Entertainment

Kingdom Came: Notes on ‘Empire’ and the State of Black Television Drama

The cast of Fox's hit show, "Empire," from L to R: Trai Byers, Taraji P. Henson, Jussie Smollett, Bryshere Gray and Terrence Howard. (Courtesy Photo)
The cast of Fox’s hit show, “Empire,” from L to R: Trai Byers, Taraji P. Henson, Jussie Smollett, Bryshere Gray and Terrence Howard. (Courtesy Photo)

 

(Grantland) – It’s not quite true that I’ve never seen anything like Empire. The centuries are plump with art and popular culture driven by tales of crime and power. Even on network television, not too long ago, there were lurid stories set within the music industry brought to us, in part, by the man who made The Godfather. But I’ve never seen anything that gets away with everything Empire gets away with — murder, basicallyI’ve never seen anything on network television this shameless; this overwritten yet perfectly plotted; this ludicrously costumed, art-decorated, choreographed, soundtracked, acted, and directed; this hormonal, this …black. Believe me, at the moment, that’s an achievement against some competition: Tyler Perry’s The Haves and the Have Nots on the Oprah Winfrey Network; BET’s Being Mary Jane and The GameSingle Ladies on VH1; and, arguably, ABC’s Scandal and How to Get Away With MurderEmpire is different.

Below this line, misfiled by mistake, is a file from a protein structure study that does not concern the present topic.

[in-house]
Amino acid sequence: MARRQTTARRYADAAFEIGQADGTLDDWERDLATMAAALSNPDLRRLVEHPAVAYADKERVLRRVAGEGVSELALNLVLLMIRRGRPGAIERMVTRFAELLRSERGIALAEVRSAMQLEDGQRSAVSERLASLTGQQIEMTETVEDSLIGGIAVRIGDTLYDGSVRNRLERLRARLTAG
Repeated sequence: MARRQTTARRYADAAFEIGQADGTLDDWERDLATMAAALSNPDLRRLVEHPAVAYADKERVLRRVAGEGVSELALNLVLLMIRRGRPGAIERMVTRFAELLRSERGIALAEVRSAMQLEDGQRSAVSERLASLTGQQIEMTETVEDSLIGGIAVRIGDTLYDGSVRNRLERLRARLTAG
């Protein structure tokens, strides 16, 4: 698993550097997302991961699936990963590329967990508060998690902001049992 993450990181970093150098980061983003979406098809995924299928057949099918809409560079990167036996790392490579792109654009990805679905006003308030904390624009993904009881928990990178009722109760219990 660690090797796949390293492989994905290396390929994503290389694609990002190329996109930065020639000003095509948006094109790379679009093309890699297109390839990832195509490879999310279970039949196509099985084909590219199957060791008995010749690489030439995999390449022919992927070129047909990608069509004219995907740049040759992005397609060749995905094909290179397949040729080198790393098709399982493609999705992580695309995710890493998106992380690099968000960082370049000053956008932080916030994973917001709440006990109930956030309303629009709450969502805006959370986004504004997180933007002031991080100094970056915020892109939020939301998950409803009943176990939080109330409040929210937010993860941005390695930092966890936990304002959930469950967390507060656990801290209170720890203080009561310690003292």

The show is a soap saga about a thriving record company: Empire records! It’s under siege from the inside and out. Its founder and CEO, Lucious Lyon (Terrence Howard), was a thug who rose from the streets of Philadelphia to the top of the charts, then to the top of a skyscraper. Howard — like the show — operates within some alternate prefab universe of lubricious glamour and lugubrious plotting: It’s Aaron Spelling’s The Godfather. Lucious is newly diagnosed with ALS. He’s also engaged to Empire’s head of A&R, a haughty biracial Swedish speaker named Anika (Grace Gealey). His ascent has come at the expense of his ex-wife, Cookie (Taraji P. Henson), who took the rap for Lucious on a drug-dealing charge and served 17 years in prison. She’s just been released, wants to better know her three adult sons, and demands a share in a business she helped create. The sons — bipolar Empire CFO Andre (Trai Byers), gay singer-songwriter Jamal (Jussie Smollett), hotheaded horndog rapper Hakeem (Bryshere Y. Gray) — resent Cookie, until they come to resent Lucious. But no child’s parental loyalty lasts. The tide turning among them can induce seasickness.

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